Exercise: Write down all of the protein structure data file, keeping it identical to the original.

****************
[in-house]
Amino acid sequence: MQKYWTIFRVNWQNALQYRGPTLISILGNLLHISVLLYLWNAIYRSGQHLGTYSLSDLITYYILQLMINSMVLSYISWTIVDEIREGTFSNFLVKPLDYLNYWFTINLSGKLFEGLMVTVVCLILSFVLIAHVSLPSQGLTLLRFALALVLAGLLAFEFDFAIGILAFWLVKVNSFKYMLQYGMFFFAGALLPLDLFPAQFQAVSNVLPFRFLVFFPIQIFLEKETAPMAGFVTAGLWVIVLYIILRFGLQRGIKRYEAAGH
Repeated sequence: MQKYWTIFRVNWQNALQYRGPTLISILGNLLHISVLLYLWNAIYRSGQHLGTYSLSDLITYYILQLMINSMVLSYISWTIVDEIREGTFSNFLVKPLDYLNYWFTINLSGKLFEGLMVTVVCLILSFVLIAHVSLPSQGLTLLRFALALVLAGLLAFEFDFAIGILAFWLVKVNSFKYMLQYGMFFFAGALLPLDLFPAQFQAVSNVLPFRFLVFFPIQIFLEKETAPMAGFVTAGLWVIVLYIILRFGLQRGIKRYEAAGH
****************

[in-house]
Amino acid sequence: MQKYWTIFRVNWQNALQYRGPTLISILGNLLHISVLLYLWNAIYRSGQHLGTYSLSDLITYYILQLMINSMVLSYISWTIVDEIREGTFSNFLVKPLDYLNYWFTINLSGKLFEGLMVTVVCLILSFVLIAHVSLPSQGLTLLRFALALVLAGLLAFEFDFAIGILAFWLVKVNSFKYMLQYGMFFFAGALLPLDLFPAQFQAVSNVLPFRFLVFFPIQIFLEKETAPMAGFVTAGLWVIVLYIILRFGLQRGIKRYEAAGH
Repeated sequence: MQKYWTIFRVNWQNALQYRGPTLISILGNLLHISVLLYLWNAIYRSGQHLGTYSLSDLITYYILQLMINSMVLSYISWTIVDEIREGTFSNFLVKPLDYLNYWFTINLSGKLFEGLMVTVVCLILSFVLIAHVSLPSQGLTLLRFALALVLAGLLAFEFDFAIGILAFWLVKVNSFKYMLQYGMFFFAGALLPLDLFPAQFQAVSNVLPFRFLVFFPIQIFLEKETAPMAGFVTAGLWVIVLYIILRFGLQRGIKRYEAAGH